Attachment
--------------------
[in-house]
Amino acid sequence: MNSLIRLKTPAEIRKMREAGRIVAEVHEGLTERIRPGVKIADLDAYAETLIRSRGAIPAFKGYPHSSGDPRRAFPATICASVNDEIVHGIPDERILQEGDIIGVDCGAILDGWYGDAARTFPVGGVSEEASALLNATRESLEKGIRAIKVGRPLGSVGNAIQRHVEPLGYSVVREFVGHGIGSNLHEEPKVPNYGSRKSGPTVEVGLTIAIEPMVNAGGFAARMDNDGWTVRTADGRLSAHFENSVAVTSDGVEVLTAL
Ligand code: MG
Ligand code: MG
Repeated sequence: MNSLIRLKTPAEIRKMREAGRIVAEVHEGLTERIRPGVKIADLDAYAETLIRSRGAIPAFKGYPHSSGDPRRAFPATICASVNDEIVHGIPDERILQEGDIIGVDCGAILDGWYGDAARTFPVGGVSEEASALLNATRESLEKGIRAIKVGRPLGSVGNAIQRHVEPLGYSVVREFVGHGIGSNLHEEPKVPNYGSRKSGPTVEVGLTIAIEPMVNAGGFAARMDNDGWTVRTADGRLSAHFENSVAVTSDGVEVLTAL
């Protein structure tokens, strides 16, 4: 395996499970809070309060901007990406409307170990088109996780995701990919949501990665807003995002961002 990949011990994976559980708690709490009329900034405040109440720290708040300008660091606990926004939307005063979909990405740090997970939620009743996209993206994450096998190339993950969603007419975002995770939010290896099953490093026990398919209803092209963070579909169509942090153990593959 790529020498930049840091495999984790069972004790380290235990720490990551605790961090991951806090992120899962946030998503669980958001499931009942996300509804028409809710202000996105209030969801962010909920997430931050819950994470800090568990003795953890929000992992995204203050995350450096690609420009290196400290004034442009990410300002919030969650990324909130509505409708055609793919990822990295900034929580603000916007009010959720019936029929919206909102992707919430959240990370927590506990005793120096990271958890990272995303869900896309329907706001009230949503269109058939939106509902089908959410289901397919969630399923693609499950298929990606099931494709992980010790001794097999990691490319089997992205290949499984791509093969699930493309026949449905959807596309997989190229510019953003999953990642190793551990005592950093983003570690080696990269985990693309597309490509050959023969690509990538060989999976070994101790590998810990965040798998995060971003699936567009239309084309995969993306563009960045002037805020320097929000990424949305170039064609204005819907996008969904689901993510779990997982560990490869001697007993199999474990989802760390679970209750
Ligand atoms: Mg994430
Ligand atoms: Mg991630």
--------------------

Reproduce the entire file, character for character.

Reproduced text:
[in-house]
Amino acid sequence: MNSLIRLKTPAEIRKMREAGRIVAEVHEGLTERIRPGVKIADLDAYAETLIRSRGAIPAFKGYPHSSGDPRRAFPATICASVNDEIVHGIPDERILQEGDIIGVDCGAILDGWYGDAARTFPVGGVSEEASALLNATRESLEKGIRAIKVGRPLGSVGNAIQRHVEPLGYSVVREFVGHGIGSNLHEEPKVPNYGSRKSGPTVEVGLTIAIEPMVNAGGFAARMDNDGWTVRTADGRLSAHFENSVAVTSDGVEVLTAL
Ligand code: MG
Ligand code: MG
Repeated sequence: MNSLIRLKTPAEIRKMREAGRIVAEVHEGLTERIRPGVKIADLDAYAETLIRSRGAIPAFKGYPHSSGDPRRAFPATICASVNDEIVHGIPDERILQEGDIIGVDCGAILDGWYGDAARTFPVGGVSEEASALLNATRESLEKGIRAIKVGRPLGSVGNAIQRHVEPLGYSVVREFVGHGIGSNLHEEPKVPNYGSRKSGPTVEVGLTIAIEPMVNAGGFAARMDNDGWTVRTADGRLSAHFENSVAVTSDGVEVLTAL
């Protein structure tokens, strides 16, 4: 395996499970809070309060901007990406409307170990088109996780995701990919949501990665807003995002961002 990949011990994976559980708690709490009329900034405040109440720290708040300008660091606990926004939307005063979909990405740090997970939620009743996209993206994450096998190339993950969603007419975002995770939010290896099953490093026990398919209803092209963070579909169509942090153990593959 790529020498930049840091495999984790069972004790380290235990720490990551605790961090991951806090992120899962946030998503669980958001499931009942996300509804028409809710202000996105209030969801962010909920997430931050819950994470800090568990003795953890929000992992995204203050995350450096690609420009290196400290004034442009990410300002919030969650990324909130509505409708055609793919990822990295900034929580603000916007009010959720019936029929919206909102992707919430959240990370927590506990005793120096990271958890990272995303869900896309329907706001009230949503269109058939939106509902089908959410289901397919969630399923693609499950298929990606099931494709992980010790001794097999990691490319089997992205290949499984791509093969699930493309026949449905959807596309997989190229510019953003999953990642190793551990005592950093983003570690080696990269985990693309597309490509050959023969690509990538060989999976070994101790590998810990965040798998995060971003699936567009239309084309995969993306563009960045002037805020320097929000990424949305170039064609204005819907996008969904689901993510779990997982560990490869001697007993199999474990989802760390679970209750
Ligand atoms: Mg994430
Ligand atoms: Mg991630």